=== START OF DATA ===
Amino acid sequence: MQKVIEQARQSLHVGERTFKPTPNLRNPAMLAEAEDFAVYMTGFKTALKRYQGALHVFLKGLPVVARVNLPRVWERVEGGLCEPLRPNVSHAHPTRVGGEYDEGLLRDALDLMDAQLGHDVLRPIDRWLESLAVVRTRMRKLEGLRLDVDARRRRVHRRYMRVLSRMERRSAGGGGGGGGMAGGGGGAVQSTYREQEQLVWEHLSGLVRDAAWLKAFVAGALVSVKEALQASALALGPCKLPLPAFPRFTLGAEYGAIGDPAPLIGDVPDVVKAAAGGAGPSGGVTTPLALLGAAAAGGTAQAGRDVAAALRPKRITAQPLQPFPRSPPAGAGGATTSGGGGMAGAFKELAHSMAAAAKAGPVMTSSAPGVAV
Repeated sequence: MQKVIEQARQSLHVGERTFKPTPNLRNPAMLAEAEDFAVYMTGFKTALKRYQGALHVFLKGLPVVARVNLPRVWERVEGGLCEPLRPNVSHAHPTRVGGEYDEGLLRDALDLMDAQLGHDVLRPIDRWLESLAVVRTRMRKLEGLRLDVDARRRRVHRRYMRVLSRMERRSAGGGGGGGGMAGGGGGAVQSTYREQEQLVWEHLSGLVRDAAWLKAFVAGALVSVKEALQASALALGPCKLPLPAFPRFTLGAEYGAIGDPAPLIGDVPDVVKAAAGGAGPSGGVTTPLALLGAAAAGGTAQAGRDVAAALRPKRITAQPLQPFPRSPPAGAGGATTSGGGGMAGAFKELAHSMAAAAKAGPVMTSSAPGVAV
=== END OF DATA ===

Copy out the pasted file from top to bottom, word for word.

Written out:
Amino acid sequence: MQKVIEQARQSLHVGERTFKPTPNLRNPAMLAEAEDFAVYMTGFKTALKRYQGALHVFLKGLPVVARVNLPRVWERVEGGLCEPLRPNVSHAHPTRVGGEYDEGLLRDALDLMDAQLGHDVLRPIDRWLESLAVVRTRMRKLEGLRLDVDARRRRVHRRYMRVLSRMERRSAGGGGGGGGMAGGGGGAVQSTYREQEQLVWEHLSGLVRDAAWLKAFVAGALVSVKEALQASALALGPCKLPLPAFPRFTLGAEYGAIGDPAPLIGDVPDVVKAAAGGAGPSGGVTTPLALLGAAAAGGTAQAGRDVAAALRPKRITAQPLQPFPRSPPAGAGGATTSGGGGMAGAFKELAHSMAAAAKAGPVMTSSAPGVAV
Repeated sequence: MQKVIEQARQSLHVGERTFKPTPNLRNPAMLAEAEDFAVYMTGFKTALKRYQGALHVFLKGLPVVARVNLPRVWERVEGGLCEPLRPNVSHAHPTRVGGEYDEGLLRDALDLMDAQLGHDVLRPIDRWLESLAVVRTRMRKLEGLRLDVDARRRRVHRRYMRVLSRMERRSAGGGGGGGGMAGGGGGAVQSTYREQEQLVWEHLSGLVRDAAWLKAFVAGALVSVKEALQASALALGPCKLPLPAFPRFTLGAEYGAIGDPAPLIGDVPDVVKAAAGGAGPSGGVTTPLALLGAAAAGGTAQAGRDVAAALRPKRITAQPLQPFPRSPPAGAGGATTSGGGGMAGAFKELAHSMAAAAKAGPVMTSSAPGVAV